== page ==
The competition to land the USS Iowa — the World War II battleship that the San Francisco Board of Supervisors famously rejected as a tourist attraction in 2005 — is now a one-horse race.
A little-known San Francisco entity that had pushed to moor the Iowa at Pier 48 near AT&T Park has dropped its long-shot bid for lack of money, says Sergio Morariu, the Navy veteran who was heading the effort. And a bid by the city of Stockton, which once appeared to have the inside track to claim the ship for its San Joaquin River port, has fizzled after the Port of Stockton reneged on an offer to moor it.
That leaves the Historic Ships Memorial at Pacific Square, a nonprofit group that has sought to obtain the Iowa as a floating museum for more than a decade, as the only player still standing in the competition. At one time, the group wanted to dock the Iowa at San Francisco's port, but supervisors rejected the proposal, citing opposition to the Iraq war and the military's don't-ask-don't-tell policy toward gays. (That standoff, of course, resulted in Supe Gerardo Sandoval going on Hannity & Colmes and declaring, "I don't think we should have a military. Absolutely.") Now, Historic Ships wants to put the Iowa at the former Mare Island Naval Shipyard in Vallejo.
"We've given it our best shot, and we're just waiting now for a declaration from the Navy," says Marilyn Wong, who with her husband, Bill Stephens, heads the Historic Ships group.
Yet the future of the battleship that ferried President Franklin D. Roosevelt to historic peace talks in Cairo and Tehran and was present in Tokyo Harbor for the Japanese surrender to end World War II remains no more certain than it did 10 months ago when the Navy set a deadline for entertaining donation bids.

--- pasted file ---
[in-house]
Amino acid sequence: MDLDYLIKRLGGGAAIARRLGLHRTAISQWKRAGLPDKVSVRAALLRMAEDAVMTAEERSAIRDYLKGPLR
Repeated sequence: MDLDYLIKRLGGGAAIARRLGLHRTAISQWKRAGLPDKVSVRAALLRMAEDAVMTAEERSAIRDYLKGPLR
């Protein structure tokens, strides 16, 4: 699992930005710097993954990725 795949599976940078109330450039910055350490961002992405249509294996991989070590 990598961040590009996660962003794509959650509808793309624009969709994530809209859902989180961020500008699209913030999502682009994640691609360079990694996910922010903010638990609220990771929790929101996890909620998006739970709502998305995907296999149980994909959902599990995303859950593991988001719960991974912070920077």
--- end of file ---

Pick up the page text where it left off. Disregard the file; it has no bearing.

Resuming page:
The Iowa, nicknamed the "Big Stick" for its 48,000-ton weight and massive guns, has been rusting away in a Suisun Bay mothball fleet near Benicia for five years, while the Navy spends $250,000 annually to keep it minimally maintained.
"Now that there is just one bidder, and that bidder is the Vallejo group [Historic Ships], I think the Navy is in a real quandary," says Jim Dodge, a former commander of the now-shuttered Alameda Naval Air Station who helped lead the Stockton effort.
He and others are skeptical of Vallejo's prospects for obtaining the ship, citing the likely environmental concerns that dredging a 3-mile channel from the Carquinez Strait to the former shipyard would entail. The channel, whose sediments contain arsenic, mercury, and other pollutants, hasn't been disturbed since the Navy pulled up stakes on Mare Island 11 years ago.
"I just think environmentalists will have a field day if and when they get to the point where it looks like something might happen over there," Dodge says.
Indeed, Morariu, who heads the nascent San Francisco Naval Museum, which had pushed the Pier 48 idea, says the group doesn't plan to go away and hopes to get another crack at procuring the Iowa should the Navy, as he predicts, reject the Vallejo proposal and reopen bidding. Other ship supporters have expressed concern that if unable to find a suitable owner, the Navy may elect to sink the Iowa or use it for target practice.